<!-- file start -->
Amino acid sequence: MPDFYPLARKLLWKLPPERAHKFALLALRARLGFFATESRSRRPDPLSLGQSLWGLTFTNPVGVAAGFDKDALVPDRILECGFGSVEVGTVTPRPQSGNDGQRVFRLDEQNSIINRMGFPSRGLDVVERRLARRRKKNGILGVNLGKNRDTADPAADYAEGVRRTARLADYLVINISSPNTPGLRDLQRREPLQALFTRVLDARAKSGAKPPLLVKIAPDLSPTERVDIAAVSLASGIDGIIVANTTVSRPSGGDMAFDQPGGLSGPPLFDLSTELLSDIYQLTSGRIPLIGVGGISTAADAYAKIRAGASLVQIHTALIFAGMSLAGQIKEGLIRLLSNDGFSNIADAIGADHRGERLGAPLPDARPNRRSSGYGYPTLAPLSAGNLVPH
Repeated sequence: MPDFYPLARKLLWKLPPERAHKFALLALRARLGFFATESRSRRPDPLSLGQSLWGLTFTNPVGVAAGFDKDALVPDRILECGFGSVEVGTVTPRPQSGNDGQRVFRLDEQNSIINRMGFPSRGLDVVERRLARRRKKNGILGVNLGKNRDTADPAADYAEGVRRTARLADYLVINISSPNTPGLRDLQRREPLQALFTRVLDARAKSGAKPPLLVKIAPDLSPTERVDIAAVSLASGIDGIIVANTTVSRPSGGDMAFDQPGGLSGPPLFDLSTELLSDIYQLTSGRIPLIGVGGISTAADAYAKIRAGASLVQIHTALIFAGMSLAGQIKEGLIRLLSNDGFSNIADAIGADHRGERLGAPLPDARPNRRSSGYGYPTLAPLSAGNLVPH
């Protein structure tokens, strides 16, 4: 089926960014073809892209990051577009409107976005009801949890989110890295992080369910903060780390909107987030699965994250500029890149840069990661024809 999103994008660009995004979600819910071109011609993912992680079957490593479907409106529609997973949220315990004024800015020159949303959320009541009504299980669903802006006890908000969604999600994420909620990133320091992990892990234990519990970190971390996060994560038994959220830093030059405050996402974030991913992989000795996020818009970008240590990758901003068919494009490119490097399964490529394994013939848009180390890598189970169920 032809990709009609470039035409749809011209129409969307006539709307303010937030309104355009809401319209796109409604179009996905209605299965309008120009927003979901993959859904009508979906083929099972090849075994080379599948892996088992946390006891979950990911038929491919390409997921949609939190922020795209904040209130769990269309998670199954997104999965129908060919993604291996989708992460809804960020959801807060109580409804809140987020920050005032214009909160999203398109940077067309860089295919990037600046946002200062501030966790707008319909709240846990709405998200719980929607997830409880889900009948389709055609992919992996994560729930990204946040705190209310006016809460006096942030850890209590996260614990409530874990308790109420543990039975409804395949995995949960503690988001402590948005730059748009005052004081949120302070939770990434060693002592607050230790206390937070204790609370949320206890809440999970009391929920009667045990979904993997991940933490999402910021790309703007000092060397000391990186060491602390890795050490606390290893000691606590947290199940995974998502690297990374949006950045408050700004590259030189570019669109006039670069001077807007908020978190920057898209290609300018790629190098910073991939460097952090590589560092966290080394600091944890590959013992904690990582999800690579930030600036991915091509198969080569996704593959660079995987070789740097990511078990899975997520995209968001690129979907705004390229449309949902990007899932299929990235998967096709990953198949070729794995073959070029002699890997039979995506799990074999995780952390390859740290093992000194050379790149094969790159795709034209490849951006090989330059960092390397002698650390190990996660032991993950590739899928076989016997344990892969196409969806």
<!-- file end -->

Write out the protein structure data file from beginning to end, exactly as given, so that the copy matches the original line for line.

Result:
Amino acid sequence: MPDFYPLARKLLWKLPPERAHKFALLALRARLGFFATESRSRRPDPLSLGQSLWGLTFTNPVGVAAGFDKDALVPDRILECGFGSVEVGTVTPRPQSGNDGQRVFRLDEQNSIINRMGFPSRGLDVVERRLARRRKKNGILGVNLGKNRDTADPAADYAEGVRRTARLADYLVINISSPNTPGLRDLQRREPLQALFTRVLDARAKSGAKPPLLVKIAPDLSPTERVDIAAVSLASGIDGIIVANTTVSRPSGGDMAFDQPGGLSGPPLFDLSTELLSDIYQLTSGRIPLIGVGGISTAADAYAKIRAGASLVQIHTALIFAGMSLAGQIKEGLIRLLSNDGFSNIADAIGADHRGERLGAPLPDARPNRRSSGYGYPTLAPLSAGNLVPH
Repeated sequence: MPDFYPLARKLLWKLPPERAHKFALLALRARLGFFATESRSRRPDPLSLGQSLWGLTFTNPVGVAAGFDKDALVPDRILECGFGSVEVGTVTPRPQSGNDGQRVFRLDEQNSIINRMGFPSRGLDVVERRLARRRKKNGILGVNLGKNRDTADPAADYAEGVRRTARLADYLVINISSPNTPGLRDLQRREPLQALFTRVLDARAKSGAKPPLLVKIAPDLSPTERVDIAAVSLASGIDGIIVANTTVSRPSGGDMAFDQPGGLSGPPLFDLSTELLSDIYQLTSGRIPLIGVGGISTAADAYAKIRAGASLVQIHTALIFAGMSLAGQIKEGLIRLLSNDGFSNIADAIGADHRGERLGAPLPDARPNRRSSGYGYPTLAPLSAGNLVPH
């Protein structure tokens, strides 16, 4: 089926960014073809892209990051577009409107976005009801949890989110890295992080369910903060780390909107987030699965994250500029890149840069990661024809 999103994008660009995004979600819910071109011609993912992680079957490593479907409106529609997973949220315990004024800015020159949303959320009541009504299980669903802006006890908000969604999600994420909620990133320091992990892990234990519990970190971390996060994560038994959220830093030059405050996402974030991913992989000795996020818009970008240590990758901003068919494009490119490097399964490529394994013939848009180390890598189970169920 032809990709009609470039035409749809011209129409969307006539709307303010937030309104355009809401319209796109409604179009996905209605299965309008120009927003979901993959859904009508979906083929099972090849075994080379599948892996088992946390006891979950990911038929491919390409997921949609939190922020795209904040209130769990269309998670199954997104999965129908060919993604291996989708992460809804960020959801807060109580409804809140987020920050005032214009909160999203398109940077067309860089295919990037600046946002200062501030966790707008319909709240846990709405998200719980929607997830409880889900009948389709055609992919992996994560729930990204946040705190209310006016809460006096942030850890209590996260614990409530874990308790109420543990039975409804395949995995949960503690988001402590948005730059748009005052004081949120302070939770990434060693002592607050230790206390937070204790609370949320206890809440999970009391929920009667045990979904993997991940933490999402910021790309703007000092060397000391990186060491602390890795050490606390290893000691606590947290199940995974998502690297990374949006950045408050700004590259030189570019669109006039670069001077807007908020978190920057898209290609300018790629190098910073991939460097952090590589560092966290080394600091944890590959013992904690990582999800690579930030600036991915091509198969080569996704593959660079995987070789740097990511078990899975997520995209968001690129979907705004390229449309949902990007899932299929990235998967096709990953198949070729794995073959070029002699890997039979995506799990074999995780952390390859740290093992000194050379790149094969790159795709034209490849951006090989330059960092390397002698650390190990996660032991993950590739899928076989016997344990892969196409969806």